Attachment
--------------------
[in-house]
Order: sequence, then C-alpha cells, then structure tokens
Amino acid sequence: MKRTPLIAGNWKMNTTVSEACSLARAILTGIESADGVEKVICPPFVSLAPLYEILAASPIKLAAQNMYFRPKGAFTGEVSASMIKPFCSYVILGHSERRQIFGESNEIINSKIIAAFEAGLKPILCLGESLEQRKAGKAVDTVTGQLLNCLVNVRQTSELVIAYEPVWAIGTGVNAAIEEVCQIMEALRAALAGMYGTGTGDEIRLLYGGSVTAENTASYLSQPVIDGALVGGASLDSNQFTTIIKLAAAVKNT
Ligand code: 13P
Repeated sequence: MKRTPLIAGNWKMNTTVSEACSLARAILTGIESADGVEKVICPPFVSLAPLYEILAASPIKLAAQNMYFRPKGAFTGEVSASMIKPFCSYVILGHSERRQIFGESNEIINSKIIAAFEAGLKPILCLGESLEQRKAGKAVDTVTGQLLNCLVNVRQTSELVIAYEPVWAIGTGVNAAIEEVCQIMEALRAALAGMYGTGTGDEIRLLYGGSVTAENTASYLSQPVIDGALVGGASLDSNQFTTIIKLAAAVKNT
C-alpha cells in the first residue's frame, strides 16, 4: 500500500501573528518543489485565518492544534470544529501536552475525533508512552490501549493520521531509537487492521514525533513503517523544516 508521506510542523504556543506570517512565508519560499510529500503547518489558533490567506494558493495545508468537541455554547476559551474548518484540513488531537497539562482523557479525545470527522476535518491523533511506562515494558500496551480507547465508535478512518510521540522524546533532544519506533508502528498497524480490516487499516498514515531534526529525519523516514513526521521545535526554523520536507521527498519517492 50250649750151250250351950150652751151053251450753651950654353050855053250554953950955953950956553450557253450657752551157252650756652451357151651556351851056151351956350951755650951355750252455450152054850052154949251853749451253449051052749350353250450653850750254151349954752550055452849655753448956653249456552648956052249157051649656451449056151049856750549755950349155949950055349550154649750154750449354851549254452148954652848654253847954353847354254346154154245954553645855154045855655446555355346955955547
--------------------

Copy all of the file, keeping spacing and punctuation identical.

[in-house]
Order: sequence, then C-alpha cells, then structure tokens
Amino acid sequence: MKRTPLIAGNWKMNTTVSEACSLARAILTGIESADGVEKVICPPFVSLAPLYEILAASPIKLAAQNMYFRPKGAFTGEVSASMIKPFCSYVILGHSERRQIFGESNEIINSKIIAAFEAGLKPILCLGESLEQRKAGKAVDTVTGQLLNCLVNVRQTSELVIAYEPVWAIGTGVNAAIEEVCQIMEALRAALAGMYGTGTGDEIRLLYGGSVTAENTASYLSQPVIDGALVGGASLDSNQFTTIIKLAAAVKNT
Ligand code: 13P
Repeated sequence: MKRTPLIAGNWKMNTTVSEACSLARAILTGIESADGVEKVICPPFVSLAPLYEILAASPIKLAAQNMYFRPKGAFTGEVSASMIKPFCSYVILGHSERRQIFGESNEIINSKIIAAFEAGLKPILCLGESLEQRKAGKAVDTVTGQLLNCLVNVRQTSELVIAYEPVWAIGTGVNAAIEEVCQIMEALRAALAGMYGTGTGDEIRLLYGGSVTAENTASYLSQPVIDGALVGGASLDSNQFTTIIKLAAAVKNT
C-alpha cells in the first residue's frame, strides 16, 4: 500500500501573528518543489485565518492544534470544529501536552475525533508512552490501549493520521531509537487492521514525533513503517523544516 508521506510542523504556543506570517512565508519560499510529500503547518489558533490567506494558493495545508468537541455554547476559551474548518484540513488531537497539562482523557479525545470527522476535518491523533511506562515494558500496551480507547465508535478512518510521540522524546533532544519506533508502528498497524480490516487499516498514515531534526529525519523516514513526521521545535526554523520536507521527498519517492 50250649750151250250351950150652751151053251450753651950654353050855053250554953950955953950956553450557253450657752551157252650756652451357151651556351851056151351956350951755650951355750252455450152054850052154949251853749451253449051052749350353250450653850750254151349954752550055452849655753448956653249456552648956052249157051649656451449056151049856750549755950349155949950055349550154649750154750449354851549254452148954652848654253847954353847354254346154154245954553645855154045855655446555355346955955547